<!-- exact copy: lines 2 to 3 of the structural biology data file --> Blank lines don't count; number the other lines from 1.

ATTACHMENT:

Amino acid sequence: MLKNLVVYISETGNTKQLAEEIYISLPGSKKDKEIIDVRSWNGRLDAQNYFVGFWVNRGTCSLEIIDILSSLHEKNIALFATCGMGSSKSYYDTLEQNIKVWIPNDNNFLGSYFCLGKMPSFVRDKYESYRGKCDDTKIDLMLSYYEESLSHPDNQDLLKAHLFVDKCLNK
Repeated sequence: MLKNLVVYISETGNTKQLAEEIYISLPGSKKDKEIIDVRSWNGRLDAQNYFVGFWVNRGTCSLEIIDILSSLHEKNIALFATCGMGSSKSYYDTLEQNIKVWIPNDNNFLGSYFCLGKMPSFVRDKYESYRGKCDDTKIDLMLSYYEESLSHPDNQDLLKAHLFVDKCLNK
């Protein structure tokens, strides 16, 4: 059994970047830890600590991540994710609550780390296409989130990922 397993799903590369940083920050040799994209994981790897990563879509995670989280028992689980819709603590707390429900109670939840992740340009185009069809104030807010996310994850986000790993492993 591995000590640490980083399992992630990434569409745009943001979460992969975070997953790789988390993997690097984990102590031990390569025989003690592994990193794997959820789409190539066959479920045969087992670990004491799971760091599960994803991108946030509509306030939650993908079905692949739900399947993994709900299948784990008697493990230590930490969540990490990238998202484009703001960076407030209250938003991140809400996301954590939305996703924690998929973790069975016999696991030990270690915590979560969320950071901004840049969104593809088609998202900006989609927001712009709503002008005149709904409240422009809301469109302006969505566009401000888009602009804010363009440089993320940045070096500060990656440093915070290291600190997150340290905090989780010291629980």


Repeated sequence: MLKNLVVYISETGNTKQLAEEIYISLPGSKKDKEIIDVRSWNGRLDAQNYFVGFWVNRGTCSLEIIDILSSLHEKNIALFATCGMGSSKSYYDTLEQNIKVWIPNDNNFLGSYFCLGKMPSFVRDKYESYRGKCDDTKIDLMLSYYEESLSHPDNQDLLKAHLFVDKCLNK
């Protein structure tokens, strides 16, 4: 059994970047830890600590991540994710609550780390296409989130990922 397993799903590369940083920050040799994209994981790897990563879509995670989280028992689980819709603590707390429900109670939840992740340009185009069809104030807010996310994850986000790993492993 591995000590640490980083399992992630990434569409745009943001979460992969975070997953790789988390993997690097984990102590031990390569025989003690592994990193794997959820789409190539066959479920045969087992670990004491799971760091599960994803991108946030509509306030939650993908079905692949739900399947993994709900299948784990008697493990230590930490969540990490990238998202484009703001960076407030209250938003991140809400996301954590939305996703924690998929973790069975016999696991030990270690915590979560969320950071901004840049969104593809088609998202900006989609927001712009709503002008005149709904409240422009809301469109302006969505566009401000888009602009804010363009440089993320940045070096500060990656440093915070290291600190997150340290905090989780010291629980």